• Certainly that is the case Wendy. However if the children aren’t aware of their predisposition they are unable to make informed choices. Despite increasing evidence, most people don’t see sugar as an addictive substance.

  6. April Castillo says:

    I’m 12 and I workout for a. Hour and 30 min or more when I feel fat 2 hours doing these mike Chang ab workouts I have been working out for 5 years and have skipped like 1 day or 2 .I have abs can I eat whatever I want I have been on a diet lol and I am a girl.

  7. Chanita baumhaft says:

    Would love to hear how your thought on addiction around alcohol and/or drugs relate to food freedom. Some folks can have a drink. Some folks fall in the bottle and drown. And still crave more and more alcohol. I am clear that what passes for food in much of the country is as powerfully craved and harmful as alcohol, if it’s not an actual precursor to alcohol and other “adult” addictions. Despite that I remain more lax than I feel I ought to be with my child’s food addictions. It feels very hard to pull my child out of addiction, and I’m not sure how to go about it often.

  8. This is the one topic of the unschooling suggestions that I battle with myself. As a health coach and weightloss advisor I see the consequences every day of mums who fight with their own sugar addictions and as a result are the overweight role models to their families. I myself have a sugar addiction that I control by choices to uphold a standard of living I want to achieve and to be a role model. But I do so in balance. Sometimes I do not eat it a month at a time. Sometimes my local alternative health practitioner has suggested that my son abstain from sugar for short periods of time due his immune system or with certain symptoms he gets that are uncomfortable. When this doctor suggests this my son chooses to uphold this as he wants to feel better and not have the symptoms which do dissipate when he stops. This is the same with eating dairy… At this point, as my son is 8, I have decided the approach of sharing my wisdom but allowing him to make his own choices which has included eating chocolate for breakfast and a full day of eating nothing but everything covered in cheese. We are still in the early days of this so I am remaining open minded. I still believe there is an element of supply and demand. For example as a vegetarian, I do not buy or cook meat in my house- never have- however I have never labelled Josh as a vegetarian and he can eat meat at any time outside of the house, at other’s houses or restaurants and at this point he only eats chicken, sausages or bacon when visiting my friend’s (another unschooler with a non vegetarian husband) and the occasional peperoni pizza when out. I just don’t see myself as ever buying him meat in the house… if he wants to buy it and cook it at home when he is old enough, I think I would support him in that. It’s a complex subject alright!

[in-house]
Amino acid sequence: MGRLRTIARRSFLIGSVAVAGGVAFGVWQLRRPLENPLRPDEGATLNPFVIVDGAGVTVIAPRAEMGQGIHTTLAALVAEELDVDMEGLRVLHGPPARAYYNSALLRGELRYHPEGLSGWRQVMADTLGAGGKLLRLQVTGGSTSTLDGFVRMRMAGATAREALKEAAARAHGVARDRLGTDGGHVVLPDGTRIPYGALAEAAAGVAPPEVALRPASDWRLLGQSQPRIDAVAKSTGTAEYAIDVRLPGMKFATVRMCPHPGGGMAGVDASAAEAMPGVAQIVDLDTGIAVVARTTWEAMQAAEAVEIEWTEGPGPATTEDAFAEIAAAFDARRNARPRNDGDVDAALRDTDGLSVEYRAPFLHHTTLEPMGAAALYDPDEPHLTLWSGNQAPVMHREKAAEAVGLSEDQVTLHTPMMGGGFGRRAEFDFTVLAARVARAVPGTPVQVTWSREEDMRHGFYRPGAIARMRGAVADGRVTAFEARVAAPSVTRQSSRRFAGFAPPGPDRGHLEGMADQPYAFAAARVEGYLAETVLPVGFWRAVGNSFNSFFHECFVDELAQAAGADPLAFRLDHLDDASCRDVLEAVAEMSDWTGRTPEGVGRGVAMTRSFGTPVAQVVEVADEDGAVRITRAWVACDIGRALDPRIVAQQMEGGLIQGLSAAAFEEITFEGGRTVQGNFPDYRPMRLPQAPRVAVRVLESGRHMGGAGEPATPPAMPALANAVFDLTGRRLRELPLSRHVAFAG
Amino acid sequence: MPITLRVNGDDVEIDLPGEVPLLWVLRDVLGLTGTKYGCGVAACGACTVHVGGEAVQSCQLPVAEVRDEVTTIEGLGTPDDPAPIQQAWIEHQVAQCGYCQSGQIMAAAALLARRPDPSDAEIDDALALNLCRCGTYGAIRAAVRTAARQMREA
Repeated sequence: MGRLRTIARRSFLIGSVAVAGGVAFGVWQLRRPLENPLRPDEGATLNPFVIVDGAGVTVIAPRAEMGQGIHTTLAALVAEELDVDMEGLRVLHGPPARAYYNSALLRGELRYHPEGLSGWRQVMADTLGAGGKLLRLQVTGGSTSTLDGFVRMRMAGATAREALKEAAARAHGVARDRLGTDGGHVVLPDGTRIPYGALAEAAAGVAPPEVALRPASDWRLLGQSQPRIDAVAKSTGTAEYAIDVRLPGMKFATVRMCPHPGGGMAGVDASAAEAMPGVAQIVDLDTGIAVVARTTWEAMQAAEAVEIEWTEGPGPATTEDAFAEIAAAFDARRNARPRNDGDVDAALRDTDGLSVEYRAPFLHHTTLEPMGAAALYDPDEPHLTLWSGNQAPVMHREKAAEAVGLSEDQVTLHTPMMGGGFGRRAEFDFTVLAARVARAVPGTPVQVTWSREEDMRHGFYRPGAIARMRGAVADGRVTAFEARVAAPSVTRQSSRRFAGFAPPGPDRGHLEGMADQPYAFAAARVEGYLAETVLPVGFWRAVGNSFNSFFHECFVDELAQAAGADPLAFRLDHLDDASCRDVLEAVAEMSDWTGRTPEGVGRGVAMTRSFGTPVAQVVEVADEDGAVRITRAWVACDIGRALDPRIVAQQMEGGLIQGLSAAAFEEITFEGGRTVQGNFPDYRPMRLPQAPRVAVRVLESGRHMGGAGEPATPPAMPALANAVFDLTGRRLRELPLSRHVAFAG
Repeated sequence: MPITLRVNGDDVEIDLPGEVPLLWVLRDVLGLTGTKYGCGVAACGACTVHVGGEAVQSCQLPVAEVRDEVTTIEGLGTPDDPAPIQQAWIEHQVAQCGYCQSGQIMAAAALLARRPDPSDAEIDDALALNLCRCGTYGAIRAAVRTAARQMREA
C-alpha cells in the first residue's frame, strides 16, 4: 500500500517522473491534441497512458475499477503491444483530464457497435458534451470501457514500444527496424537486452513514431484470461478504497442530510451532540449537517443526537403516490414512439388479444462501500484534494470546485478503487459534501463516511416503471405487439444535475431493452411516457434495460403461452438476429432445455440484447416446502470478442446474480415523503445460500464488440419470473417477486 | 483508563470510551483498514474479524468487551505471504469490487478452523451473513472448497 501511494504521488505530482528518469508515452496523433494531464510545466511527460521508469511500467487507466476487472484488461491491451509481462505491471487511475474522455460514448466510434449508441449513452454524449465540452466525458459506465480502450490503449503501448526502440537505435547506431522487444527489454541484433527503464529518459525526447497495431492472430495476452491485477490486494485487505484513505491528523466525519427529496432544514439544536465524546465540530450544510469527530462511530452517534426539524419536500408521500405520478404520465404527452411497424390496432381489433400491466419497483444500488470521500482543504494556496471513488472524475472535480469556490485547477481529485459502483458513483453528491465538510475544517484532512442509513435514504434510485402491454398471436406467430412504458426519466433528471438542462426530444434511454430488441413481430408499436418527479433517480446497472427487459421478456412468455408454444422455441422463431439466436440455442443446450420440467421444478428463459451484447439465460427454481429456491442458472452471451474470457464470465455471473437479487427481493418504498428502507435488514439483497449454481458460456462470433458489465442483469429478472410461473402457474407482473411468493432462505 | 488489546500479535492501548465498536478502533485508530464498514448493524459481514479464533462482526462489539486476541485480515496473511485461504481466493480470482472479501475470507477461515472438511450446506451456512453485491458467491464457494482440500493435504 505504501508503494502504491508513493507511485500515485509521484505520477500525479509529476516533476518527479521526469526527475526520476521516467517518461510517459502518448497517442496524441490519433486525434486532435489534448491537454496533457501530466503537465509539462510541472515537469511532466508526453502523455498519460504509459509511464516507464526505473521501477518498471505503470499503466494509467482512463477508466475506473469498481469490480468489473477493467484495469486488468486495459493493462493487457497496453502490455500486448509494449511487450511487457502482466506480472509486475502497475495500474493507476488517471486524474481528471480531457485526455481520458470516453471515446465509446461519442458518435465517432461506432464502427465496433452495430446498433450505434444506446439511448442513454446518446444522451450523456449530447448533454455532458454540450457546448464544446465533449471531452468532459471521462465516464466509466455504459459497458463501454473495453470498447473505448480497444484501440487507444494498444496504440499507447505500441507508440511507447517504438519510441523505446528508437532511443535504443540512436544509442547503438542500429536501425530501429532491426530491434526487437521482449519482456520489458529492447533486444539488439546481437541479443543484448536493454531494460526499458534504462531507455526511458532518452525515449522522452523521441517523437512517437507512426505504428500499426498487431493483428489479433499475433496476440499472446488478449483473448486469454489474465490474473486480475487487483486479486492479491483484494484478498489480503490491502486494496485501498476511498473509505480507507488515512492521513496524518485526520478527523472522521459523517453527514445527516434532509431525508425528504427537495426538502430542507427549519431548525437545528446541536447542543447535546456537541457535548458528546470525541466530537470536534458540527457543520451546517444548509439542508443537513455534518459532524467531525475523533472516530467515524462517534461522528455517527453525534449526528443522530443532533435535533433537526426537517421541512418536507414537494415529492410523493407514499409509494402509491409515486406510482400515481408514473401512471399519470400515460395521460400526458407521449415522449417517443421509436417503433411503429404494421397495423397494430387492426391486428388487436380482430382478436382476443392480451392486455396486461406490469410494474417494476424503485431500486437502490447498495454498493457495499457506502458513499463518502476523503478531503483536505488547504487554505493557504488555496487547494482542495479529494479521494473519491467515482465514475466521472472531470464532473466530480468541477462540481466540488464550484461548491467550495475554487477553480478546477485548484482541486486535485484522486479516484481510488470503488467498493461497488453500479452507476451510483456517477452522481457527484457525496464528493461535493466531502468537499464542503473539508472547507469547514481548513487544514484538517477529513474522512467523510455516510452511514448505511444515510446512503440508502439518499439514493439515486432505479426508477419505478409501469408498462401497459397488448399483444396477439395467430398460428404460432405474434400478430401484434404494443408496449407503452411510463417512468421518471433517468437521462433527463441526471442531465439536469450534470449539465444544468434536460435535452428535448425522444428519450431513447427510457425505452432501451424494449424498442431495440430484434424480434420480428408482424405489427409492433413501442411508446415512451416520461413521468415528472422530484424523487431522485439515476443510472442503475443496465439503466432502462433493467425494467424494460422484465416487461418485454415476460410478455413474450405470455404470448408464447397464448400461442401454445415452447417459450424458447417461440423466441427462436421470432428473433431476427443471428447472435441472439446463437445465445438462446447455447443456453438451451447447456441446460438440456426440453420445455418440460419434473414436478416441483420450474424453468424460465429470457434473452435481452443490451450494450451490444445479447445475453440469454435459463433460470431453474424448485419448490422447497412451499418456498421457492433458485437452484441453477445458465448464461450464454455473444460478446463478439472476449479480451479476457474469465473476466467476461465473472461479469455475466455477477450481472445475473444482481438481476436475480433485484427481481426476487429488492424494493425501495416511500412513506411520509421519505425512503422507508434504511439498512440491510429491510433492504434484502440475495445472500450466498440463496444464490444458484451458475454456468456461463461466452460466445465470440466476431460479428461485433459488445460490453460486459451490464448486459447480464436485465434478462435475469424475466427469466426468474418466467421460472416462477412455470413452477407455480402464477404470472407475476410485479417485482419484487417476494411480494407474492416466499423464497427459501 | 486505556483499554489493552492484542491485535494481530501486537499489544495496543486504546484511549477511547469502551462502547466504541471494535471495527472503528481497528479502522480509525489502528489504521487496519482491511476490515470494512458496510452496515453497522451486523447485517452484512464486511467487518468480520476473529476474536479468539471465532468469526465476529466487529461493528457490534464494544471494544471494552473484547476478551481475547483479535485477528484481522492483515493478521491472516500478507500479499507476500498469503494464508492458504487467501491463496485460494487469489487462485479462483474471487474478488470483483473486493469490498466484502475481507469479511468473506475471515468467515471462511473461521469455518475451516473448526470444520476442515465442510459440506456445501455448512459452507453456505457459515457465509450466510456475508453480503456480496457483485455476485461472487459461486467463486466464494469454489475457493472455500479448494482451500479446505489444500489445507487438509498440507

• I think the thing to keep in mind when dealing with it Lisa is that your needs are not your son’s, and vice versa for him. You obviously have some awareness of this already from what you’ve posted, but on another level, I think in the home as much as out he should be afforded the opportunity to eat the way that he feels is best for himself, whether it be vegeterian, meat eater, or somewhere in the middle. If the roles were reversed wouldn’t you want the same respect for how you eat?

      I say all of that with respect to you mind you, mean no disrespect whatsoever, but just wanted to give some food for your thought on the subject so to speak. Dealing with differences like that can be difficult, but I think sometimes we can make them a bit moreso than perhaps they ought to be as well.

  9. Kristina says:

    Growing up I witnessed my stepmother constantly monitor and control the food consumption of her entire family and it stresses me out just thinking about it. This perspective is like a breathe of fresh air! Thank you.

  10. Megan DePerro says:

    Excellent but be careful for children with severe autism. They will often eat the same thing over and over and make themselves sick. For neurotypical children this is fine, just be sure if they have type I diabetes that they are taught about their disease and how to alleviate problems.

Speak Your Mind

*